Hamilton visited by Michelle Obama, talks about Roe v. calf

MIAMI GARDENS, Fla. – Lewis Hamilton dove into the Roe v. wade in He protested a ban on wearing jewelry during the race by wearing three watches, eight rings and several necklaces in Miami.

And while the seven-time world champion prepared for his Formula 1 debut in South Florida, Hamilton welcomed former First Lady Michelle Obama to his garage for practice and qualifying.

Hamilton remains as much a change agent after 16 years of his career as he was when he became F1’s first black winner in 2008. The British racing driver is now 37 years old, the most successful driver in the history of the series and tied with Michael Schumacher with a record seven titles. Hamilton remains the only black driver at the highest level of motorsport.

He uses his platform to speak about issues of social justice and race, human rights and protecting the LBGTQ community. Hamilton speaks when driving in countries with questionable human rights records or when an issue arises where he believes his voice can provide support.


While in New York earlier this week, Hamilton took to Instagram to discuss the Supreme Court’s possible decision to reverse the landmark 1973 Roe v. Wade and end legal abortion rights nationwide.

“I love being in the States but I can’t ignore what is happening and what some in government are trying to do to the women who live here,” Hamilton wrote on his Instagram Story to his nearly 28 million followers

“Everyone should have the right to choose what they do with their body. We cannot let this choice be taken away from us.”

The next post included names of organizations and resources that support abortion rights.

Two days later, he arrived at the Hard Rock Stadium paddock wearing every piece of jewelry he could find. He was protesting a decision by the FIA, F1’s governing body, to crack down on drivers who wear jewelry during the race. The FIA ​​claims jewelry is a potential safety hazard; Hamilton says he has worn his piercings for 16 seasons in F1 and is entitled to express himself as he pleases.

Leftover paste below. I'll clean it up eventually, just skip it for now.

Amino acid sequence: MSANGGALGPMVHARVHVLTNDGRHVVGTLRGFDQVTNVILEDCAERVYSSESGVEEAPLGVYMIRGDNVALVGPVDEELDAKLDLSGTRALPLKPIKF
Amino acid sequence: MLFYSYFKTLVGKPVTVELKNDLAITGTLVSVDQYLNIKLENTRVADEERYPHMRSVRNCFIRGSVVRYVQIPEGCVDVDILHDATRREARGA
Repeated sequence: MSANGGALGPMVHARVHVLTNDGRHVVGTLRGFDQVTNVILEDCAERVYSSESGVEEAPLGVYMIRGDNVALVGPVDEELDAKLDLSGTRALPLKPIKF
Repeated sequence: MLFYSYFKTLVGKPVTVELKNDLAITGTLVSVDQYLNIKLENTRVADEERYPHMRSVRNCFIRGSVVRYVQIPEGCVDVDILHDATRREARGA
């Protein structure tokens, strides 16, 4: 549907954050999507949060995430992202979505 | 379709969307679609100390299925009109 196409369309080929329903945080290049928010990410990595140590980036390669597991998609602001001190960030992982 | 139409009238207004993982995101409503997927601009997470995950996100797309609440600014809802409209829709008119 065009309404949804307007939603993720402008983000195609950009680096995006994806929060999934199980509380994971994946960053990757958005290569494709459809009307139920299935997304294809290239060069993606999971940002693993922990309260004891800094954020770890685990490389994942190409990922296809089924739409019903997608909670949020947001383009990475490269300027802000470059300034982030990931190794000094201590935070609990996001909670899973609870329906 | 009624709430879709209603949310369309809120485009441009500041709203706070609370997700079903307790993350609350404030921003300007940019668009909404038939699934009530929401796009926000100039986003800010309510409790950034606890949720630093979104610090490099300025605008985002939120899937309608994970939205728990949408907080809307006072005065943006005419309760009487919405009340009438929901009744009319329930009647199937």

But as the glitz and glamor of F1 invaded Miami Gardens — a family suburb that’s nearly 70% black or African American, according to the US Census Bureau — Hamilton was the lone face of diversity. That’s not enough, said his boss, Mercedes boss Toto Wolff.

“What (F1) needs is role models, not just the top driver, who is the sport’s biggest role model, but we need… to transform that space, there needs to be a more diverse group of people who are beyond formula speak one,” said Wolff. “We just have to take one step at a time. We would like to have a very diverse group of fans and viewers and whatever we can do we are willing to do.”

Zak Brown, the California native who now runs McLaren Racing, said it was crucial to introduce F1 to a new audience. He cited the growth of the North American fan base through the Netflix docuseries Drive to Survive to “a new, more diverse youth fan base.”


“If you look at the fan base they’ve brought in, they’ve brought in a lot of female fans, a lot of youth,” Brown said. “Coming into new markets like Miami and then not just looking for great race coverage but also looking for side and shoulder programming. It’s all about making incremental gains in all of these areas.

“We just have to keep introducing our amazing sport to people who are new to the sport and then let the sport sink in to everyone as it has done to us for many years.”


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Nate Jones

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